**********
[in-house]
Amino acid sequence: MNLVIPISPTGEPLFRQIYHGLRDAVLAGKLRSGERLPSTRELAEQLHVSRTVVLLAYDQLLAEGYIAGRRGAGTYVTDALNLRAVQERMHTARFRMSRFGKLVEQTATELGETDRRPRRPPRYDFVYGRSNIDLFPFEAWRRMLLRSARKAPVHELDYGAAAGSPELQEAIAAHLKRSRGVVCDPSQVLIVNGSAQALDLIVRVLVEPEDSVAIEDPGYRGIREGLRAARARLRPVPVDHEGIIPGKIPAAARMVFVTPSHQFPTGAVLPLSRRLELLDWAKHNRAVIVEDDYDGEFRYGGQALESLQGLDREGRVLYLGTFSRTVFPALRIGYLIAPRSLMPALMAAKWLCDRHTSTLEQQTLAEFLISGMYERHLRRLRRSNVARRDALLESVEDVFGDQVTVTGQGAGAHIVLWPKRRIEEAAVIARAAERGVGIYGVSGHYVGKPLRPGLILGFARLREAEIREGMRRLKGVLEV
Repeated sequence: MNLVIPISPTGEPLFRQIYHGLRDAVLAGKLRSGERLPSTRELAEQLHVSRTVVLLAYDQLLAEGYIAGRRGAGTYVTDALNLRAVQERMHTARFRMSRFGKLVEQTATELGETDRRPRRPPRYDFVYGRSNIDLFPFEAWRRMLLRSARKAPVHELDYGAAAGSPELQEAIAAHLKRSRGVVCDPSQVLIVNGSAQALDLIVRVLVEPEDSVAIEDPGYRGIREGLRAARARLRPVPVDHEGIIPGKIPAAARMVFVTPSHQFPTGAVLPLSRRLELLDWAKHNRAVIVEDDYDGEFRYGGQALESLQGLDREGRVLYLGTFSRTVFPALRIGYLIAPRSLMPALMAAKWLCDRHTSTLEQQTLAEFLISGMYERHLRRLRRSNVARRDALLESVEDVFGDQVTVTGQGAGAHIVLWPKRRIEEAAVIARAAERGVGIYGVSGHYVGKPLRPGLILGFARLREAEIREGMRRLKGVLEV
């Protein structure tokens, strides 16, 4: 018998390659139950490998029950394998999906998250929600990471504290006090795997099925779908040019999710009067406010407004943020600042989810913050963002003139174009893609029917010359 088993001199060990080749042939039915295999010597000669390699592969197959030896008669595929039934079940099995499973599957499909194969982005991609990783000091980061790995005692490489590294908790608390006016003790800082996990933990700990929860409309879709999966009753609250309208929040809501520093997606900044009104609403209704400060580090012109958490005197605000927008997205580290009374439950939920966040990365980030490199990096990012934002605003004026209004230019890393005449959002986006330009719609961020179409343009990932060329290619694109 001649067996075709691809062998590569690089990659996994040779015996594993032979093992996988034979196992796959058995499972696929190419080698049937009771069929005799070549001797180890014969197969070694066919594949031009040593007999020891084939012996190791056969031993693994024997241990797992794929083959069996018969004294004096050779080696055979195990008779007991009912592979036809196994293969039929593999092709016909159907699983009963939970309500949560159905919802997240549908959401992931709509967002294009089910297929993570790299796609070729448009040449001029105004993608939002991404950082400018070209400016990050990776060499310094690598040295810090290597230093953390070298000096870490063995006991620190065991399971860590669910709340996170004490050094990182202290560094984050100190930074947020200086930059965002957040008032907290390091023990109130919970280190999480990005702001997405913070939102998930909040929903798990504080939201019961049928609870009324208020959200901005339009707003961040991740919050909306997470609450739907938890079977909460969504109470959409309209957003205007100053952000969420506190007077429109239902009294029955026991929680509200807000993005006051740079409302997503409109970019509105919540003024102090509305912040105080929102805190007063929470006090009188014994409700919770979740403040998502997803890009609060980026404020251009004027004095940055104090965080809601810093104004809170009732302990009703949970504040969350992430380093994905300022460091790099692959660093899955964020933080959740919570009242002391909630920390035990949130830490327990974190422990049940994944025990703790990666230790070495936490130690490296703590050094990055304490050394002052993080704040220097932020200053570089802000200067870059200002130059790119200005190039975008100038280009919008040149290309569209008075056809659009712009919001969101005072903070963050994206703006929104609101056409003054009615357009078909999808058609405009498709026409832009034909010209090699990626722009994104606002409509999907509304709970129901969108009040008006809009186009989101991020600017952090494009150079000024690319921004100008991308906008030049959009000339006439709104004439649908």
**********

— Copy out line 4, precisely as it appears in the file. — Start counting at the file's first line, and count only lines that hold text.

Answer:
């Protein structure tokens, strides 16, 4: 018998390659139950490998029950394998999906998250929600990471504290006090795997099925779908040019999710009067406010407004943020600042989810913050963002003139174009893609029917010359 088993001199060990080749042939039915295999010597000669390699592969197959030896008669595929039934079940099995499973599957499909194969982005991609990783000091980061790995005692490489590294908790608390006016003790800082996990933990700990929860409309879709999966009753609250309208929040809501520093997606900044009104609403209704400060580090012109958490005197605000927008997205580290009374439950939920966040990365980030490199990096990012934002605003004026209004230019890393005449959002986006330009719609961020179409343009990932060329290619694109 001649067996075709691809062998590569690089990659996994040779015996594993032979093992996988034979196992796959058995499972696929190419080698049937009771069929005799070549001797180890014969197969070694066919594949031009040593007999020891084939012996190791056969031993693994024997241990797992794929083959069996018969004294004096050779080696055979195990008779007991009912592979036809196994293969039929593999092709016909159907699983009963939970309500949560159905919802997240549908959401992931709509967002294009089910297929993570790299796609070729448009040449001029105004993608939002991404950082400018070209400016990050990776060499310094690598040295810090290597230093953390070298000096870490063995006991620190065991399971860590669910709340996170004490050094990182202290560094984050100190930074947020200086930059965002957040008032907290390091023990109130919970280190999480990005702001997405913070939102998930909040929903798990504080939201019961049928609870009324208020959200901005339009707003961040991740919050909306997470609450739907938890079977909460969504109470959409309209957003205007100053952000969420506190007077429109239902009294029955026991929680509200807000993005006051740079409302997503409109970019509105919540003024102090509305912040105080929102805190007063929470006090009188014994409700919770979740403040998502997803890009609060980026404020251009004027004095940055104090965080809601810093104004809170009732302990009703949970504040969350992430380093994905300022460091790099692959660093899955964020933080959740919570009242002391909630920390035990949130830490327990974190422990049940994944025990703790990666230790070495936490130690490296703590050094990055304490050394002052993080704040220097932020200053570089802000200067870059200002130059790119200005190039975008100038280009919008040149290309569209008075056809659009712009919001969101005072903070963050994206703006929104609101056409003054009615357009078909999808058609405009498709026409832009034909010209090699990626722009994104606002409509999907509304709970129901969108009040008006809009186009989101991020600017952090494009150079000024690319921004100008991308906008030049959009000339006439709104004439649908």